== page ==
Most people spend their time being critical of themselves, their bodies, weight, and food.  Instead, I encourage guests here at Movara to employ compassion, patience, and trust as they remove judgments from themselves, weight and food. Paradoxically, the more critical you are with yourself, the less likely you are to reach your goals. The more accepting you are of yourself and food, the MORE likely you are to reach your goals.

Why is that?  Why is it that letting go of food rules and weight obsession actually gets us where we want to go?  I don’t know if I have one solid answer, but it is a curious paradox.  Ultimately, what we try so hard to control actually controls us.  Instead, intuitive eating and making peace with food aim to put you back in charge of YOUR choices, rather than micromanaged by a set of rules.

The ability to let go and trust cannot be underestimated. Unfortunately, it takes a lot of grit, particularly because of the food and weight-obsessed culture we live in. As guests move forward in eating fear foods or not obsessively monitoring weight, fear and anxiety are bound to intensify. It’s in those moments that many retreat. It gets hard and super confusing and completely overwhelming. This isn’t something that can be done in one session or without professional help. If you are currently receiving help, keep going! Make sure to reach out on hard days and let us remind you why you are working so hard. Don’t stop because it gets hard, let that be when you ask for help.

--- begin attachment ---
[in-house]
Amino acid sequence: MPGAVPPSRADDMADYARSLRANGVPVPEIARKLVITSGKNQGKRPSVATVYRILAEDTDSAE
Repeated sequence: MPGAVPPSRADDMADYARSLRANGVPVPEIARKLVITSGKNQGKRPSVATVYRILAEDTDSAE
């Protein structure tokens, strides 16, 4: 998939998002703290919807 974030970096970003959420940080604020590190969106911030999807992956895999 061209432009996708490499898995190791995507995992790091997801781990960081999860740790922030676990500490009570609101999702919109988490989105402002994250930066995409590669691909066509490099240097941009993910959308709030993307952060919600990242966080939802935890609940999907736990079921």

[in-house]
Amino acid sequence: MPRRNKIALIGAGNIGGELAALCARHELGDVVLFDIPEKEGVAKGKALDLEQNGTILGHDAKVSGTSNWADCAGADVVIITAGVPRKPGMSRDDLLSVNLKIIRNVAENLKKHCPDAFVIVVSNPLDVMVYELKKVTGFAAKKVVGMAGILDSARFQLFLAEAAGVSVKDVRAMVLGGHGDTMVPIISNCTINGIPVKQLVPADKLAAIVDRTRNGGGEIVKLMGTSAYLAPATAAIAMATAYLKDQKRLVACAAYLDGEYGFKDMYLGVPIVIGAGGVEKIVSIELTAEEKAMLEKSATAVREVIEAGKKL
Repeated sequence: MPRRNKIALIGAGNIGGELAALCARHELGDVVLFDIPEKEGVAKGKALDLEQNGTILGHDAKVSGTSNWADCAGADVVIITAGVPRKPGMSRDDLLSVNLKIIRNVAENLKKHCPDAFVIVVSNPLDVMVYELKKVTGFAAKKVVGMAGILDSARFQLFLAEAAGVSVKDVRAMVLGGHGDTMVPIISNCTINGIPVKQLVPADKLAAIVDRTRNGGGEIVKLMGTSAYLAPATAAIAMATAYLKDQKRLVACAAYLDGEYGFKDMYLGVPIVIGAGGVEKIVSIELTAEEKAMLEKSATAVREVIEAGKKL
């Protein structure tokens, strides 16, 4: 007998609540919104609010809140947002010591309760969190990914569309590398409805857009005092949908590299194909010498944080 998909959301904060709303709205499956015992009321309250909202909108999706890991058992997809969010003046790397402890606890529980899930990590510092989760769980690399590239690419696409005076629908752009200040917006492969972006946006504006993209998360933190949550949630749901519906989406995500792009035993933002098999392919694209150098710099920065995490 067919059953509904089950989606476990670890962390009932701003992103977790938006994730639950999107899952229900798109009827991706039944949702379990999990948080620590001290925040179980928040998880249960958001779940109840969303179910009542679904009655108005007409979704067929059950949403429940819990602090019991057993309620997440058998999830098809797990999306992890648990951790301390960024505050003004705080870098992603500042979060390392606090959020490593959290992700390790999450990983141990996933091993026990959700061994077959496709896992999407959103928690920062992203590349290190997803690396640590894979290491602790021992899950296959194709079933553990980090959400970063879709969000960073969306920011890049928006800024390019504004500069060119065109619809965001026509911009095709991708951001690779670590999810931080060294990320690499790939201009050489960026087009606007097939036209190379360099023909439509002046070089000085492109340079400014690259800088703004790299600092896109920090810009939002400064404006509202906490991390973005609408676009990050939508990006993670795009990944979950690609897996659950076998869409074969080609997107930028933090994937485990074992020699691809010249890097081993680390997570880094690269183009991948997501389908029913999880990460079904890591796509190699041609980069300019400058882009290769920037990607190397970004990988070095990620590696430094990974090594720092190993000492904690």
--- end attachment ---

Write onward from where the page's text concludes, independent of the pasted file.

If you question yourself or find it hard to make peace with food and you are ready to start trusting and accepting yourself, I offer 3 suggestions that I find make this process all the easier:

1.  A complete social media detox. You need to hide or unfollow anything (yes anything) that discusses weight, body shape, food rules or diets. I’m casting a pretty wide net there; if it’s questionable just get rid of it.

2.  A healthy dose of gratitude. I’m not saying you need to fake anything or start  “shoulding” yourself into feeling a different way. Just start looking for things in your life or as you go throughout your day that you are grateful for. When we start looking, we start seeing. Looking for the good can change our whole outlook, and help us gain perspective. We are conditioned to believe that the way we look is most important but it’s just not.

3.  Lastly, you are not expected to love or even like your body. In fact, I don’t think that would be a wise goal. Instead, I encourage you to work toward, and practice, body respect. Realize really deeply that your body is YOUR body. Another one is not going to magically appear. The energy you are currently spending on manipulating or changing or comparing your body will be better used in learning about it and respecting it.

I love the work I do and I love seeing someone heal their relationship with food and their body. It never ceases to amaze me how much impact that has on every other aspect of their lives. I hope you find the peace you deserve.

Adapted from a blog post by: Emily Fonnesbeck RD, CD